Education

Food Chain, High School: The First McPartnership

October 06, 1982 1 min read
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McDonald’s Corporation has built a research and development kitchen at the Minuteman Regional Vocational Technical School in Lexington, Mass.; this is the first time a fast-food operation has been linked with a public high school.

The $300,000 campus outlet is part of a cooperative program with the regional vocational school in which McDonald’s donates equipment and provides 20 paid employees to run the operation.

In return, the company gets a test facility and an audience for new products, plus an opportunity to work with high-school students who may be interested in becoming McDonald’s managers.

By working and taking courses, students can learn the fast-food business and prepare for positions as junior managers.

About 80 percent of Minuteman’s students eat lunch at the campus McDonald’s.

According to Peter C. Crafts, director of food service and training at Minuteman, the school began approaching fast-food companies about two years ago to seek support for such an operation.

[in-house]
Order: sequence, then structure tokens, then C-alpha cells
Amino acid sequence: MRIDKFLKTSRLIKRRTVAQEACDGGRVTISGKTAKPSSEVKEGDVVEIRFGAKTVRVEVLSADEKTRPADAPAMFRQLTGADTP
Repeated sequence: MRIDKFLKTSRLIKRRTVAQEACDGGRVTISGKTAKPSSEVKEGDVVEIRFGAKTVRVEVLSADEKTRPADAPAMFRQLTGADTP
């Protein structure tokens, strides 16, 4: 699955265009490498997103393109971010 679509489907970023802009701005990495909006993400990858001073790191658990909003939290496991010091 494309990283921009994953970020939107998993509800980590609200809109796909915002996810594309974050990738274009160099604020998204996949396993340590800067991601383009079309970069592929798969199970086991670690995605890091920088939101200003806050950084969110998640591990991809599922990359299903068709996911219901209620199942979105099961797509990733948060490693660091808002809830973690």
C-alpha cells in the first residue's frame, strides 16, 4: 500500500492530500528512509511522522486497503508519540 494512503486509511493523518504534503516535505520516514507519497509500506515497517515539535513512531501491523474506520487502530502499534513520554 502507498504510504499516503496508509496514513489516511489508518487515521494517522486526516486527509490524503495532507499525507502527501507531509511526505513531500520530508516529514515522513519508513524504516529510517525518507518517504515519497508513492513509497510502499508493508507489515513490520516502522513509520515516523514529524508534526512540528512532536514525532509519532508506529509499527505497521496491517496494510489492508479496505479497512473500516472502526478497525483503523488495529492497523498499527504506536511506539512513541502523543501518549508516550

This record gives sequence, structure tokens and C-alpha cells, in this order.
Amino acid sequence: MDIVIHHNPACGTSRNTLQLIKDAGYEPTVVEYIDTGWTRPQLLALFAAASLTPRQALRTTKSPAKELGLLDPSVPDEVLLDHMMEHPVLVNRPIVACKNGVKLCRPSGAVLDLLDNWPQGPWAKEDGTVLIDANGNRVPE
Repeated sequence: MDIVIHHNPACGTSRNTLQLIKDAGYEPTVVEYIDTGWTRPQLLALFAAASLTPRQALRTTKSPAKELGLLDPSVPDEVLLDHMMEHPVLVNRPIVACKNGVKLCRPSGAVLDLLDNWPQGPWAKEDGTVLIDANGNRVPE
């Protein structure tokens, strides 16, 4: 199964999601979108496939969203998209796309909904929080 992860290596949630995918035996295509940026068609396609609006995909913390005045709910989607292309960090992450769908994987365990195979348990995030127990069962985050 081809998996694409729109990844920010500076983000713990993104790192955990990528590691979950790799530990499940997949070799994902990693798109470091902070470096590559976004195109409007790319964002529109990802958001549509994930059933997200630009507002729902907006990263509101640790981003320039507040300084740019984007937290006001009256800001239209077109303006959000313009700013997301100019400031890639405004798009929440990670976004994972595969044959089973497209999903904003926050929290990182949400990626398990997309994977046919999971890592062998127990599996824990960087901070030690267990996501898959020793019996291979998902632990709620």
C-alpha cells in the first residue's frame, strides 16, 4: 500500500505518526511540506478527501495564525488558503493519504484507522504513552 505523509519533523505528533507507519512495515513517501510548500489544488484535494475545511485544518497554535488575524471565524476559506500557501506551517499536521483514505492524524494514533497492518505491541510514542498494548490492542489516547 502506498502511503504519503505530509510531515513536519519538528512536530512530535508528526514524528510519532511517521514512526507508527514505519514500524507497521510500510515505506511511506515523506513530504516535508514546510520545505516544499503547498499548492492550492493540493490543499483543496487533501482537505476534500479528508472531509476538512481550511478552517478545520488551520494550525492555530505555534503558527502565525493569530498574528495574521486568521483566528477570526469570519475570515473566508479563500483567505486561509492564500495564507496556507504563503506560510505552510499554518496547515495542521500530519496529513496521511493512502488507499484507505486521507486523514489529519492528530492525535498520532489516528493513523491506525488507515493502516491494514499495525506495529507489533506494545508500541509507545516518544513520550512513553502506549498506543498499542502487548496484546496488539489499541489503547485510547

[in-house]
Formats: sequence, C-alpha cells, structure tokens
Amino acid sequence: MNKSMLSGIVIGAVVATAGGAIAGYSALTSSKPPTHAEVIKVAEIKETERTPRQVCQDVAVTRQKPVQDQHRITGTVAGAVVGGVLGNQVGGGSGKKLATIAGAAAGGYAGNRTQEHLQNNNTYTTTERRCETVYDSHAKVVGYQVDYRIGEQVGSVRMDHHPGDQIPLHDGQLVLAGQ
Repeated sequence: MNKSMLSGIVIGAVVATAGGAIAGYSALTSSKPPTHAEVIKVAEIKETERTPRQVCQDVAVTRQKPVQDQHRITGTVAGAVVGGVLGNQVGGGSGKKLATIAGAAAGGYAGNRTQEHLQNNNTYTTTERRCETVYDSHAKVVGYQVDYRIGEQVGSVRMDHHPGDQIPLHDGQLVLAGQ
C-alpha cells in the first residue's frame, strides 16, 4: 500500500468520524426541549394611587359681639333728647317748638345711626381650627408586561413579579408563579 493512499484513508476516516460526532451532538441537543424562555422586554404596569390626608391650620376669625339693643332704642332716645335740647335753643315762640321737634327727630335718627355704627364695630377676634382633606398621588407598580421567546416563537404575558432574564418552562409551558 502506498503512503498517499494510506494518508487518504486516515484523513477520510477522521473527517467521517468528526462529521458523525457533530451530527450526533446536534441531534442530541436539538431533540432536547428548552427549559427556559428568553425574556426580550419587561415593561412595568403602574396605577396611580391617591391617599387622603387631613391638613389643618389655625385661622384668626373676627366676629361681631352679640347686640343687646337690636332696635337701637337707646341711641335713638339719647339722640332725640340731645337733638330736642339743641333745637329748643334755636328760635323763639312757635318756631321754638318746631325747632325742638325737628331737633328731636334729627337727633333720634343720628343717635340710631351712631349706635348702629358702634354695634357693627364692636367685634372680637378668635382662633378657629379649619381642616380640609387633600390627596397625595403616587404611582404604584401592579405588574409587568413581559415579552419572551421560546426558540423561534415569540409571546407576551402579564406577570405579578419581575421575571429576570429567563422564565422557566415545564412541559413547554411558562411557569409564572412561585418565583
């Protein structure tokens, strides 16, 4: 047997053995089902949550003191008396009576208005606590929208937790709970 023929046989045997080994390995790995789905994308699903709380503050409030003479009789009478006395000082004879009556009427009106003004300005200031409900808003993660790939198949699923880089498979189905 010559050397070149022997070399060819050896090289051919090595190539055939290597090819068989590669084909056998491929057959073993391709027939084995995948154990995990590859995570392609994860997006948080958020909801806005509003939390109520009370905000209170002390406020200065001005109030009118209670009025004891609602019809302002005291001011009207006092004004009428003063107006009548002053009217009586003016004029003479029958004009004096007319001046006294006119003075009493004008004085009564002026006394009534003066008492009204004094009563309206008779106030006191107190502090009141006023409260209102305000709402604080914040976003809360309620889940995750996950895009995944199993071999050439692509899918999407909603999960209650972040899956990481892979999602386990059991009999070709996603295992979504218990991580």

“We could not increase our school budget to buy the capital equipment,” he said.

Now that the arrangment is being publicized, Mr. Crafts said, “We’re being inundated with calls from schools from all over the country who are interested.” He added that the school is negotiating with “several” hotel corporations to build a 200-room hotel, a 1,000-seat conference center, and a shopping mall. Minuteman is a 1,200-student regional vocational school that offers a wide range of vocational subjects and required academic subjects.--ah

A version of this article appeared in the October 06, 1982 edition of Education Week as Food Chain, High School: The First McPartnership

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